A Word of Caution: In part due to the popularity of the breed, the Golden Retriever is, unfortunately, at risk of irresponsible breeders attempting to cash in. If you are considering the purchase of a Golden Retriever puppy, be especially selective in choosing a responsible and reputable breeder. (For more information on selecting a breeder, see Things You Need To Know Before You Adopt a Golden Retriever Puppy as well as the articles on the main Breed Listing and Breeders page.)
Golden Retrievers, as with other breeds, are susceptible to some health problems, some of a genetic nature, others viral. The Health Related Issues document includes information on some of the known health concerns found in the breed.
If you are considering the adoption of a Golden Retriever puppy, or any breed, it is very important to be selective in choosing a responsible and reputable breeder. Ensure that the prospective puppy's parents have all health clearances. This should include, among others, hip x-rays to exclude hip dysplasia and eyes should be checked to see that they are normal and PRA clear. Breeding of any dog should not be done until after they have been proven to be free of evidence of significant hereditary diseases. (For more information on selecting a breeder, see the articles on the main Breed Listing and Breeders page.)
Additional Health Resources:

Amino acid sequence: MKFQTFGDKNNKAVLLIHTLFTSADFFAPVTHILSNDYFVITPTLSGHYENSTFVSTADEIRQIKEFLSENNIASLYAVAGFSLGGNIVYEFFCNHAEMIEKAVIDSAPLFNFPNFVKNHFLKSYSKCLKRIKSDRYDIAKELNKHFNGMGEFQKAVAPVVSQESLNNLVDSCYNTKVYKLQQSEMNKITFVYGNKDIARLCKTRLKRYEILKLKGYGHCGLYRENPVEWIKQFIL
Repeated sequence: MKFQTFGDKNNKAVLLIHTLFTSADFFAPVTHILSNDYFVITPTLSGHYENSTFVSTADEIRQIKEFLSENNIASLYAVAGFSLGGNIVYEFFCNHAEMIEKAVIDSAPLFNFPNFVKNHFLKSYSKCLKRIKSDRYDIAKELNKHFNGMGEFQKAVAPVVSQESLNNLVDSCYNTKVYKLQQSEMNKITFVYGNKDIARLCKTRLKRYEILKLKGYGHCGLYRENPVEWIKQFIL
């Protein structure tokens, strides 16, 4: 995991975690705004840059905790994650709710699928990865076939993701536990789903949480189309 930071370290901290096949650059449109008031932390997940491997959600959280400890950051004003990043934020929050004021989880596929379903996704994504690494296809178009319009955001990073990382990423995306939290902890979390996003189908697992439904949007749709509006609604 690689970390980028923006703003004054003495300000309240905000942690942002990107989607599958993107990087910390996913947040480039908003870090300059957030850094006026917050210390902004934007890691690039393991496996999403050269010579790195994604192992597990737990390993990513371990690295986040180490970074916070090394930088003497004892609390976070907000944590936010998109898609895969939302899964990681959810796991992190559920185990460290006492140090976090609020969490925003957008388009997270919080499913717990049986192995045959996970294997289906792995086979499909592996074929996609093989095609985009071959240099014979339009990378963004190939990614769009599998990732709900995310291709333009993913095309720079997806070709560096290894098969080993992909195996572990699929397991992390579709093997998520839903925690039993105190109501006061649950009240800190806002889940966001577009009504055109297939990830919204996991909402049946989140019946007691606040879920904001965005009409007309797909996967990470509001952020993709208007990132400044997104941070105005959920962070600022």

- Health Related Issues
- The Golden Retriever Foundation Founded in 1997 by the Golden Retriever Club of America to fund programs that further the welfare of the breed through: Research, Rescue and Education
- Finding Information about Golden Retriever Health Golden Retriever Club of America
- VetGen Veterinary Genetics Services
- Canine Inherited Disorders Database Golden Retriever
- Health and Nutrition Growing section of the Canada's Guide to Dogs website which includes information on several health and nutrition related issues.
- Canine Health Information Center (CHIC) Golden Retriever Breeds Requirements Providing a source of health information for owners, breeders, and scientists that will assist in breeding healthy dogs. CHIC is a centralized canine health database jointly sponsored by the AKC/Canine Health Foundation (AKC/CHF) and the Orthopedic Foundation for Animals (OFA).